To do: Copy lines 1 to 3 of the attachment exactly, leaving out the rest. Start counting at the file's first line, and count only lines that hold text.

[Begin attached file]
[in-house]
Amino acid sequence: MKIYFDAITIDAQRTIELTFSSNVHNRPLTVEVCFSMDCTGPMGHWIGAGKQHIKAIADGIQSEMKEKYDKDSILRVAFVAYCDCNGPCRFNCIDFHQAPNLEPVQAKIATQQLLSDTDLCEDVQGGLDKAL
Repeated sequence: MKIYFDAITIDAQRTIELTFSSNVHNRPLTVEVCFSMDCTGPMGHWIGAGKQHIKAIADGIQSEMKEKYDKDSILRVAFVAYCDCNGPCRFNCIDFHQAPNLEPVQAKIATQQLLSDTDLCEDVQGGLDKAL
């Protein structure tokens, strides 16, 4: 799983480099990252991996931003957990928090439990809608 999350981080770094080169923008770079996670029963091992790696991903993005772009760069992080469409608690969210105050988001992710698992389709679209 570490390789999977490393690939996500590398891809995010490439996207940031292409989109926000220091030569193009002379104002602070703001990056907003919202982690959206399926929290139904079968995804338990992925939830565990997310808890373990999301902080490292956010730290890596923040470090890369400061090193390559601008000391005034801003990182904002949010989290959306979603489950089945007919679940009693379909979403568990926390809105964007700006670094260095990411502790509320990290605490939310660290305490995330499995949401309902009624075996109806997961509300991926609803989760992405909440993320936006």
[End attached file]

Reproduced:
[in-house]
Amino acid sequence: MKIYFDAITIDAQRTIELTFSSNVHNRPLTVEVCFSMDCTGPMGHWIGAGKQHIKAIADGIQSEMKEKYDKDSILRVAFVAYCDCNGPCRFNCIDFHQAPNLEPVQAKIATQQLLSDTDLCEDVQGGLDKAL
Repeated sequence: MKIYFDAITIDAQRTIELTFSSNVHNRPLTVEVCFSMDCTGPMGHWIGAGKQHIKAIADGIQSEMKEKYDKDSILRVAFVAYCDCNGPCRFNCIDFHQAPNLEPVQAKIATQQLLSDTDLCEDVQGGLDKAL